Syrian human rights activists called on Sunday for the international community to intervene in order to prevent a massacre in the Syrian city of Aleppo, following two days of battles between rebels and regime forces.
The head of the main Syrian opposition group, the Syrian National Council, called for international help in arming the rebels to face the Assad regime's heavy weaponry, particularly tanks.
"If the international community cannot act, they should support the opposition with anti-tanks missiles and anti-aircraft rockets," Abdel Basset Sida told the Gulf News during a stopover in Abu Dhabi. "We seek international supporters to arm our uprising against the regime."
The violence has sent refugees flooding into countries bordering Syria including Jordan, Turkey, Iraq and Lebanon. Jordan said it had opened its first tent camp for Syrians, saying a surge of refugees forced it to do so.
Some 200,000 people have fed Aleppo in the last two days of battles, according to United Nations estimates.
The Arab League chief described the situation in Syria as amounting to war crimes and said those responsible will be held accountable internationally, Egypt's state news agency said on Sunday.Gulf sources told Reuters on Friday that Saudi Arabia, Turkey and Qatar had established a centre in Adana, southeastern Turkey, to help the rebel Free Syrian Army with communications and weaponry as it battles in major cities against forces loyal to Assad."The very well-known position of the kingdom of Saudi Arabia is to extend to the Syrian people financial and humanitarian assistance, as well as calling upon the international community to enable them to protect themselves at the very least if the international community is not able to do so," a foreign ministry spokesman said by text message on Saturday, answering a Reuters query about the base.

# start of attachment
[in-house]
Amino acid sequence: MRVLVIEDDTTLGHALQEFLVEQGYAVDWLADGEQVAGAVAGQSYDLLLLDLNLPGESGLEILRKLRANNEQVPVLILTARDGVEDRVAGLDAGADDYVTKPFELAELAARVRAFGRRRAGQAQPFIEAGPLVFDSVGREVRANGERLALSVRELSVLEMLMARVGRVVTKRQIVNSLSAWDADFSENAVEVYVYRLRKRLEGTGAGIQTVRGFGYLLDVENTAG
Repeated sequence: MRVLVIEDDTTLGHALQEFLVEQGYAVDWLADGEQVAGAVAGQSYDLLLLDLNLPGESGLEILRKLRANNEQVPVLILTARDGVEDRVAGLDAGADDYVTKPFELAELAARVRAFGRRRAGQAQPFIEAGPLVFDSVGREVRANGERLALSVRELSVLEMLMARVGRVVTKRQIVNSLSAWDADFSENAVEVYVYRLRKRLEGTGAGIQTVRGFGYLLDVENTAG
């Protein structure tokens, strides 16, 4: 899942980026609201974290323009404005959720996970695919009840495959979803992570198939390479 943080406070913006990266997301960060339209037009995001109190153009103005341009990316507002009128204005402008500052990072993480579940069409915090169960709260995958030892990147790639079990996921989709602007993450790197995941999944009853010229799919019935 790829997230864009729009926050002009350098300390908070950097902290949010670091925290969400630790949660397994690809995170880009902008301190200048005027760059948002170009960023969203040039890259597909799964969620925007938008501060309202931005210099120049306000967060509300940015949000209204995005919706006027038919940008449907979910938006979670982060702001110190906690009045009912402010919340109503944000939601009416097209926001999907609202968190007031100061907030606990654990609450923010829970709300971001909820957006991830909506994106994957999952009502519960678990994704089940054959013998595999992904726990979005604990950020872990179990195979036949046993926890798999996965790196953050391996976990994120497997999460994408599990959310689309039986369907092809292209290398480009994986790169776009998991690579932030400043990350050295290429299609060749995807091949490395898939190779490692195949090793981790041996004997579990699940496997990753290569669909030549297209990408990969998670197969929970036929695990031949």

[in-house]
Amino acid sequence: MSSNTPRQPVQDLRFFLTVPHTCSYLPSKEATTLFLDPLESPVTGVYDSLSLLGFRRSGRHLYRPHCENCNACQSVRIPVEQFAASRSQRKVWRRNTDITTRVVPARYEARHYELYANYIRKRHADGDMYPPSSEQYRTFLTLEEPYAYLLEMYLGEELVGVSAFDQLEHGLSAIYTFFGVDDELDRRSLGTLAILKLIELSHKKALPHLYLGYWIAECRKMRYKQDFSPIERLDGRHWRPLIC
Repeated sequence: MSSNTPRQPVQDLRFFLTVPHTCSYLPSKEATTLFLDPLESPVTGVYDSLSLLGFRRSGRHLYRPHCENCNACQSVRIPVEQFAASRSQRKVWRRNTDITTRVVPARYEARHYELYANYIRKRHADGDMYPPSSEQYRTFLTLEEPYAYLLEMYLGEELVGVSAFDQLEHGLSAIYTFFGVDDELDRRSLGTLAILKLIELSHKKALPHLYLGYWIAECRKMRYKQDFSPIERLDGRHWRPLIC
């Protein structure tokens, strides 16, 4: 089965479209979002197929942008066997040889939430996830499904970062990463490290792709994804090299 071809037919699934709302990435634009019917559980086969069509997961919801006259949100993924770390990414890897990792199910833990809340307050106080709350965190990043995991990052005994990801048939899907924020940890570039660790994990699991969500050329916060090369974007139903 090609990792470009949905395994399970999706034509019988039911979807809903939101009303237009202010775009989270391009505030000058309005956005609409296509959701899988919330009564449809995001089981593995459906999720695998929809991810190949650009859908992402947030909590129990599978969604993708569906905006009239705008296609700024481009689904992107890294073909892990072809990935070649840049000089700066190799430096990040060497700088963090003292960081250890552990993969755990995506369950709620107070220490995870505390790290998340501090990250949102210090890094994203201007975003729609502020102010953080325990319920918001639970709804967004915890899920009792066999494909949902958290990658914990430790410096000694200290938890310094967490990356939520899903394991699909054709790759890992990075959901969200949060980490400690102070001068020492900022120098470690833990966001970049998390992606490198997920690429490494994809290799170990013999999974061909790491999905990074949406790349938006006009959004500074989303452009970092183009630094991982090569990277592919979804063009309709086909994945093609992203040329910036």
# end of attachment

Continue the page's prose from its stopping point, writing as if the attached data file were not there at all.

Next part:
Defense Secretary Leon Panetta heads today to the Middle East where tensions are rising over the democratic transition in Egypt, turmoil in Syria and Iran’s suspected advances toward nuclear weapons.His trip to Tunisia, Egypt, Israel and Jordan has a security agenda, including new concerns about Syrian chemical weapons, along with election-season political stakes. Panetta is scheduled to arrive in Israel on the heels of a visit by Republican presidential candidate Mitt Romney, who has appealed to Jewish voters by attacking President Barack Obama as lacking sufficient commitment to Israel’s security.One public source of tension between the Obama administration and Israeli leaders involves the urgency of military strikes against Iran’s nuclear sites. While the U.S. and Israel both say they suspect Iran is covertly seeking nuclear-weapons capabilities through uranium enrichment and other activities, the two allies have disagreed openly about how much time to give economic sanctions and negotiations to persuade Iran to give up much its nuclear program.